FIG. 14A shows staining for collagen in control fibroblast cells (original magnification×3150).

FIG. 14B shows staining for collagen in 5-FU treated fibroblast cells (original magnification×2520).

FIG. 15A shows staining for fibronectin of TM control cells with arrows indicating thin staining along cell borders (original magnification×6300).

FIG. 15B shows staining for fibronectin of permeablized TM cells in 5-FU treated cultures with arrows indicating thick staining along borders (original magnification×6300).

FIG. 15C shows staining for fibronectin of TM cells in 5-FU treated cultures with migration of granulated stress fibers along other fibers from the perinuclear region toward the extreme borders of the cells indicated by arrows (original magnification×2520).

FIG. 15D shows staining for fibronectin of TM cells in 5-FU treated cultures with accumulation of migrated fibers between cells (original magnification×3780).

FIG. 15E shows staining for fibronectin of TM cells in the wounded area of 5-FU treated cultures with an accumulation of thick stress fibers filling a gap between cells indicated by arrows (original magnification×3780).

FIG. 15F shows staining for fibronectin of TM cells in 5-FU treated cultures with accumulation of thick stress fibers indicated by arrows (original magnification×3150).

FIG. 15G shows staining for fibronectin of TM cells in 5-FU treated cultures with accumulation of stress fibers overlapping the nucleus is indicated by arrows (original magnification×3000).

FIG. 16A shows staining for fibronectin of fibroblast control cells with arrows indicating indistinct fibers (original magnification×6300).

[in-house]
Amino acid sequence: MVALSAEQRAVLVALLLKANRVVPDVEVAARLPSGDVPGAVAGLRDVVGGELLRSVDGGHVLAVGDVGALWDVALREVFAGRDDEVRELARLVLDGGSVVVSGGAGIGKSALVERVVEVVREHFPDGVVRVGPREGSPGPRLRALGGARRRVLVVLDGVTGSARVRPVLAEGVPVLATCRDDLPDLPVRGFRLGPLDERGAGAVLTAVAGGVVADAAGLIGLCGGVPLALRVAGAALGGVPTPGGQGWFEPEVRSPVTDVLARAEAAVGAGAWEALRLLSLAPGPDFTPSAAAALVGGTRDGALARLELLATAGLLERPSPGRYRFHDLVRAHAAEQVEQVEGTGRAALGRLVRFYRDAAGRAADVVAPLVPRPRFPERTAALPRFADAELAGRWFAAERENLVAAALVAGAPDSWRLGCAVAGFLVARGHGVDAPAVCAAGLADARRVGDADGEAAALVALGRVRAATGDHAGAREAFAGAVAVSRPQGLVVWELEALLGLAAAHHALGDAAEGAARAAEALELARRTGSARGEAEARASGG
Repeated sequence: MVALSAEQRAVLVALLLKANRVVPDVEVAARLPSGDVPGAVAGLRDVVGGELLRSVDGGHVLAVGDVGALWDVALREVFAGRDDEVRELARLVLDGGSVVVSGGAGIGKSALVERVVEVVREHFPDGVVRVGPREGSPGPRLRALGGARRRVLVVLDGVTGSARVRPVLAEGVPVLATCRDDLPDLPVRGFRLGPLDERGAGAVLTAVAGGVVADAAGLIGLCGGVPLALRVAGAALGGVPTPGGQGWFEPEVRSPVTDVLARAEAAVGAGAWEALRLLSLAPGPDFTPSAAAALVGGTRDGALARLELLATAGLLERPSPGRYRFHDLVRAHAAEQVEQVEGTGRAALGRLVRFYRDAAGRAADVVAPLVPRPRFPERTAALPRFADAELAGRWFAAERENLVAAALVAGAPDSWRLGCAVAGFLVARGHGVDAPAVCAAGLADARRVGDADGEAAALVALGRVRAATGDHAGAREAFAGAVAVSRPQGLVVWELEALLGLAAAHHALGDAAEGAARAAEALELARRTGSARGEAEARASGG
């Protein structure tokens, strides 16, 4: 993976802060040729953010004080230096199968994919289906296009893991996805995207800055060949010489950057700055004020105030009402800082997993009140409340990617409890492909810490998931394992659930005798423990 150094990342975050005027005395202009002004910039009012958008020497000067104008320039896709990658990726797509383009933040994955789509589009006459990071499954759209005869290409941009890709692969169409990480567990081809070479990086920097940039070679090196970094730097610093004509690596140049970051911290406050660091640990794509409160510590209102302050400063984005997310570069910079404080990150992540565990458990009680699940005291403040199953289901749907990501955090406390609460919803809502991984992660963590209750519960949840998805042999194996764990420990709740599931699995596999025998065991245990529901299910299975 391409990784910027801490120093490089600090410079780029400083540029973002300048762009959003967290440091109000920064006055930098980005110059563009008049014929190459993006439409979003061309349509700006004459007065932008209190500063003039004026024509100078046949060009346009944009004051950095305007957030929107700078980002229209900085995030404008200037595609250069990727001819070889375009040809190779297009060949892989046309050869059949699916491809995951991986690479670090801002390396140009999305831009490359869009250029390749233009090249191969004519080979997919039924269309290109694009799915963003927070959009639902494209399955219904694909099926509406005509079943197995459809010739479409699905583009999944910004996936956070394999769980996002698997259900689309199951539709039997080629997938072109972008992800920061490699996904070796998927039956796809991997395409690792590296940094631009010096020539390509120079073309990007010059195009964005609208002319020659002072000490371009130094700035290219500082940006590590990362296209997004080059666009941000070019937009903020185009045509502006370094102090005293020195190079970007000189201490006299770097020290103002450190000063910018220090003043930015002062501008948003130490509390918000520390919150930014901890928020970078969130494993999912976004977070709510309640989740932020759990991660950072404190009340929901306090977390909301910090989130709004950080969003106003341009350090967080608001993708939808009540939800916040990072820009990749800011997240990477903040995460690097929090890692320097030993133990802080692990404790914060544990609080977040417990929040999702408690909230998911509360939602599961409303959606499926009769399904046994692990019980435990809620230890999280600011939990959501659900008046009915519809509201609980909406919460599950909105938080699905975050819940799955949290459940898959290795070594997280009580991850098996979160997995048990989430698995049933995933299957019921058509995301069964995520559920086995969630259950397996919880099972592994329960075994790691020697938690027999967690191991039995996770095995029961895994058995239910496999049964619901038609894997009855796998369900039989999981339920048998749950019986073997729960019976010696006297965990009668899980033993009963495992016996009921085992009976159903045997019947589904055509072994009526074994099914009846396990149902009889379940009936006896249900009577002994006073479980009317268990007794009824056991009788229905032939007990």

FIG. 16B shows staining for fibronectin of fibroblast cells in 5-FU treated cultures with arrows indicating thin staining along borders (original magnification×3780).

DETAILED DESCRIPTION OF THE INVENTION Preparation and Wounding of Cell Cultures

Cell culture and wounding were carried out according to the following procedures.

Cell cultures made from second to fourth passage of calf trabecular cells or human fibroblasts were used. Confluent monolayers of TM cells were grown on glass coverslips in Dulbecco's modified Eagle medium (DMEM, Gibco, Grand Island, N.Y.) containing 10% fetal bovine serum (FBS, Sigma Chem. Corp., St. Louis, Mo.) and either 100 units/ml penicillin, 100 ug/ml streptomycin, 25 ug/ml fungizone or 40 ug/ml gentimicin.

TM cultures were wounded and denuded by the following method, as developed by the inventor. Cultures in the center of the coverslip were wounded with a pipette tip (Fisher Brand Redi Tip) by holding the pipette tip firmly in place with the left hand while turning 180° clockwise with the right hand. The tip was removed after the wounding.

For comparison, human fibroblast cells were cultured and wounded in the same way.

Application of 5-Fluorouracil to cultures

Stock solutions of 5-FU (1 mM prepared in PBS) were diluted with medium. Media with 5 FU concentrations of 0.1-15 ug/ml were added to wounded cultures at serum levels of either 0 or 10%. Wound closure and effects of the 5-FU treatment were monitored by daily examination under a phase microscope. To study long term effects of 5-FU on wound healing, when wound healing was completed, the 5-FU group was further divided into two groups. Medium containing 5 FU was added to one, while medium without 5-FU was added to the second. Wound closure was monitored for six weeks under a light microscope.

The effect of serum on growth on control cultures can be seen as follows. Cell cultures were divided into 2 groups. Group A was grown with serum and Group B was grown without serum. After 24 hours Group A was 75% healed, while Group B was 15% healed. After 48 to 60 hours Group A was almost completely healed, Group B was 20% healed. After 72 hours, Group A was completely healed while Group B was only 40% healed.